1. Eschew the mundane for the heartfelt. Stir the emotions. Which sentence invokes emotion for you? ‘Many people like to get engaged on Valentine’s Day’ OR ‘An engagement ring says ‘I promise to love you – forever’.’

    It’s likely that the second sentence painted a more engaging picture than the first.
  2. Begin your story in media res. That literally means “in the middle of things” and it’s where we bypass the throw-away opening sentences we so often see and get to the heart of the matter, where the action is.

    Example: ‘Once upon a time, a girl named Rapunzel was locked in a tower, and hoped to be rescued’, versus ‘Rapunzel had a problem. Six storeys up, and not a ladder in sight. What she needed desperately was an escape plan.’
  1. Avoid passive sentences; show action, decisiveness. Example: ‘You might be thinking it’s time to place your order for new widgets – summer is sure to be a busy time in your store. You can fill out your order on-line…’

    All true, but you might get a better response with this: ‘Summer is right around the corner. Are you ready? Our on-line ordering system will ensure you’ve got the inventory you need – delivered on time, anytime.’
  2. Make it a human story; something the reader can relate to.

    Example: ‘Teleservices are helping hospitals connect to expertise over the phone.” True but dry. A more insightful opening might be, “For newborn Piper McAlister, timing is everything…” Read the full example here.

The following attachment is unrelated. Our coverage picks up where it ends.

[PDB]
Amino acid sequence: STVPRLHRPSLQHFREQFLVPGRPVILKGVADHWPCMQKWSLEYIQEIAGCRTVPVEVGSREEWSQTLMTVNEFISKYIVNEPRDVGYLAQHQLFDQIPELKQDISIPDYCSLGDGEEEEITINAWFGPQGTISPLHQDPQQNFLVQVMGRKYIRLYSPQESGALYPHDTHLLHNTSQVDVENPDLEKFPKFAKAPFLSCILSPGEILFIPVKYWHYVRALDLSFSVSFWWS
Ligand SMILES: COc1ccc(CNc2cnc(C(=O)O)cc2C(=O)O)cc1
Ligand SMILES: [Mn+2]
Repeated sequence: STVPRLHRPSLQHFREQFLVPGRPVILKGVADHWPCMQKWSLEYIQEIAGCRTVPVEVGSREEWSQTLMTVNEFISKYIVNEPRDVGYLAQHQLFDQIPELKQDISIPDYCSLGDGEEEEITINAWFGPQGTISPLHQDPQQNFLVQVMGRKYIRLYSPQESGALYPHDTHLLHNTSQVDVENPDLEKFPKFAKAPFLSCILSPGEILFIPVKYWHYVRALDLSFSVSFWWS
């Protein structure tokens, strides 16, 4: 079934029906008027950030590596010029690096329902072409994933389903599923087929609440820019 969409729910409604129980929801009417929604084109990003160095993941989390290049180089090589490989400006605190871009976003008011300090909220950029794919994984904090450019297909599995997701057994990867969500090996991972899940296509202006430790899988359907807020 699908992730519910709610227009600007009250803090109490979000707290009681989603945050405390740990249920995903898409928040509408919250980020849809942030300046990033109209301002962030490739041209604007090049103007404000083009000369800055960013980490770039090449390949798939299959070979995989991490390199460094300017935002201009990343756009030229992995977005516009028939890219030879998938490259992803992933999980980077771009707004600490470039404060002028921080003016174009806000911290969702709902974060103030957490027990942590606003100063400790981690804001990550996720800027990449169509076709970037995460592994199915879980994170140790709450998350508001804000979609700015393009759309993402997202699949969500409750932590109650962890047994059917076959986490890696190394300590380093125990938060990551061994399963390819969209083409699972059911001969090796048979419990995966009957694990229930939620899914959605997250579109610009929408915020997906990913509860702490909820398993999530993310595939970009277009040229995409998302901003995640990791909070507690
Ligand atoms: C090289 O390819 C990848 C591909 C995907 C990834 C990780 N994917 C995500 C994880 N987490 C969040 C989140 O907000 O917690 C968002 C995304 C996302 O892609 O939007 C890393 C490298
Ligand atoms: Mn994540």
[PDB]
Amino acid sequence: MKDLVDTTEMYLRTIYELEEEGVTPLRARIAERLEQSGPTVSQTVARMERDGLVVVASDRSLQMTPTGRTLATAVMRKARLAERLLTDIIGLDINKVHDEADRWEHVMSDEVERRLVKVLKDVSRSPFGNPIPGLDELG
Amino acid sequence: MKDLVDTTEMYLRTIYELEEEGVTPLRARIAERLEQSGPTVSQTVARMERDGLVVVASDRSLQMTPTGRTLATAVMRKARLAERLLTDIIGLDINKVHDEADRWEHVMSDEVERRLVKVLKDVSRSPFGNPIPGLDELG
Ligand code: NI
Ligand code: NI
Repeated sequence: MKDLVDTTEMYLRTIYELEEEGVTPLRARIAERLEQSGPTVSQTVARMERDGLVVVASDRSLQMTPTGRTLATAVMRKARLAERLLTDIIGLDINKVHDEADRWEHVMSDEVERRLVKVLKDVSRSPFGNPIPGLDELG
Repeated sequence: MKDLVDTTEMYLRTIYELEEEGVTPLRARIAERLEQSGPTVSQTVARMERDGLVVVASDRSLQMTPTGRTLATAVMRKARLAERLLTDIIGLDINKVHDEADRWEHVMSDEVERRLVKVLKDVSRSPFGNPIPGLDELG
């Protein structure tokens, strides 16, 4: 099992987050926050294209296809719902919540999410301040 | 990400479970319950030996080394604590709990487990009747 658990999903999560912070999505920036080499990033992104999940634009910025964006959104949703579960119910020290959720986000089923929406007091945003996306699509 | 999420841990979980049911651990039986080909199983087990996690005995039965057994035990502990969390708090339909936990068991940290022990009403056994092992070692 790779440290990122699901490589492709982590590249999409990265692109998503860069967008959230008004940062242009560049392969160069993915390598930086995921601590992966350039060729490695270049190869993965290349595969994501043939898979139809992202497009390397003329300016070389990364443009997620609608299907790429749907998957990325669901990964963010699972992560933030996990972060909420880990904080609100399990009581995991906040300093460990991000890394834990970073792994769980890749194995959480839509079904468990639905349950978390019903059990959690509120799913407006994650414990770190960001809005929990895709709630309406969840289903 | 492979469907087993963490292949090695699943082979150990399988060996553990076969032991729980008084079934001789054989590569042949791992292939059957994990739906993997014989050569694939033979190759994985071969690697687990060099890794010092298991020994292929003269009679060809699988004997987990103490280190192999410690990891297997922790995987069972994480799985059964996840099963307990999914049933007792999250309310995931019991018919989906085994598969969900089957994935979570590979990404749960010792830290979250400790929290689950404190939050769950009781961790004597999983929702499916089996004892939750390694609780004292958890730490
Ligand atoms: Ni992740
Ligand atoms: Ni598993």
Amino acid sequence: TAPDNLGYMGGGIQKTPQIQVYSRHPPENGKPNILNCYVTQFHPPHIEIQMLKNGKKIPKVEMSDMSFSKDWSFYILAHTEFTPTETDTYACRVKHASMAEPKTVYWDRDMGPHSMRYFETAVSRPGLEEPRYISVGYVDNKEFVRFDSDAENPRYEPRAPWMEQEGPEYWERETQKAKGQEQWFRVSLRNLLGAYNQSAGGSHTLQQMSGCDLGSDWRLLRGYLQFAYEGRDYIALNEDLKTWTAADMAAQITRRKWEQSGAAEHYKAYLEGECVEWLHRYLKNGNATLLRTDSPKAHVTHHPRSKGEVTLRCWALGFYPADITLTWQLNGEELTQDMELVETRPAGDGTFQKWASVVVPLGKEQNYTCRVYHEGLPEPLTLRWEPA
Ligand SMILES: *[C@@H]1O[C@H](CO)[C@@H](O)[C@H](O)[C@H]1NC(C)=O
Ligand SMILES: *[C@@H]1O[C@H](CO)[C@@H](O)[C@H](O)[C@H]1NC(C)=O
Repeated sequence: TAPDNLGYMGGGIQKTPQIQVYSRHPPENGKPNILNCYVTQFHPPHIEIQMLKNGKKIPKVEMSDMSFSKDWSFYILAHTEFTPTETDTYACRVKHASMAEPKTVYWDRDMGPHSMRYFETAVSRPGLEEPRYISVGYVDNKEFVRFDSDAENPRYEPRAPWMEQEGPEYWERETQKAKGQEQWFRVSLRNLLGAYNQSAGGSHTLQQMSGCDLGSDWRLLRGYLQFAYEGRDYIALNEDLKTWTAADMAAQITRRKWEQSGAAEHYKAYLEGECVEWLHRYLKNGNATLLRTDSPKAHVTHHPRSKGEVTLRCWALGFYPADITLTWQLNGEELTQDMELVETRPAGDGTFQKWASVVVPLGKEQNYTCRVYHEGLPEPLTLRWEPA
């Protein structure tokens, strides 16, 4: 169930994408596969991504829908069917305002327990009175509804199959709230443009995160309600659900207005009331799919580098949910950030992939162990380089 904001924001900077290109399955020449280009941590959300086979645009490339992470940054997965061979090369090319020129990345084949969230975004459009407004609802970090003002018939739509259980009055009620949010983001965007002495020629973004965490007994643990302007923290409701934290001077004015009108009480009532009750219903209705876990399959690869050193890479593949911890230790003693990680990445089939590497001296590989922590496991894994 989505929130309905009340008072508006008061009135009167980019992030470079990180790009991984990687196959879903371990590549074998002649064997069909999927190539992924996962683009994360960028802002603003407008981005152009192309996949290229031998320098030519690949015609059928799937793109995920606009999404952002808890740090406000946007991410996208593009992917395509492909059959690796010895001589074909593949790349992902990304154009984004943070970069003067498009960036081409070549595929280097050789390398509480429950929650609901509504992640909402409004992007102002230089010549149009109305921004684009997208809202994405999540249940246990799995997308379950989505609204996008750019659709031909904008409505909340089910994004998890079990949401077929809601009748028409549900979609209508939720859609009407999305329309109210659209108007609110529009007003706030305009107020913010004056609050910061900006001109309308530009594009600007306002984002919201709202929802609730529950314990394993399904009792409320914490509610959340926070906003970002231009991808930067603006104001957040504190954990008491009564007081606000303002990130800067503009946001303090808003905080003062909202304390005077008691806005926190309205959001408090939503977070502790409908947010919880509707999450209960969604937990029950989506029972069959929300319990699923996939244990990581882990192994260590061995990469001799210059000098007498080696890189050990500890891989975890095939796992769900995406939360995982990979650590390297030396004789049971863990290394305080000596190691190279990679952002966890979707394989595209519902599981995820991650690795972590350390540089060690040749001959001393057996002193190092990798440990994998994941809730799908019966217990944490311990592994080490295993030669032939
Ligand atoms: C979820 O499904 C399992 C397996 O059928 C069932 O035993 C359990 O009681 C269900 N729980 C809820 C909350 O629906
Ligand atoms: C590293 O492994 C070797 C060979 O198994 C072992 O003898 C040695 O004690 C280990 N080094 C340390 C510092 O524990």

3. Bits and Pieces - Connect your dry content together with mini-stories.

    For business documents, the information we need to impart is sometimes so deeply technical, that following the heroes’ journey we have outlined here across your entire document is simply not practical – for example, if you are responding to an RFP bid or are submitting a lengthy proposal or quotation, you may be constrained by templates or specific questions you have to answer in order.

    In that case, embed mini case studies or quotes from customers as side-bars in your document. These small stories will “knit” together your content and help keep your reader engaged throughout.

Build a Lasting Connection

Like Rapunzel, your customers want to feel they are in good hands; they need to know that the hero truly understands the situation, that their best interests are looked after, and that they can enjoy a lasting relationship together. You can believe that Rapunzel won’t take a second look at another suitor if the prince fits the bill AND connects with her at an emotional level as well.

After all, it’s what we want in a relationship – why would our business relationships be any different?

Gail Mercer-MacKay is the founder and Chief Digital Storyteller from Mercer-MacKay Digital Storytelling, a marketing agency that helps technology companies get above the noise. You have a story to tell – are you telling it well? Find out more at www.mercermackay.com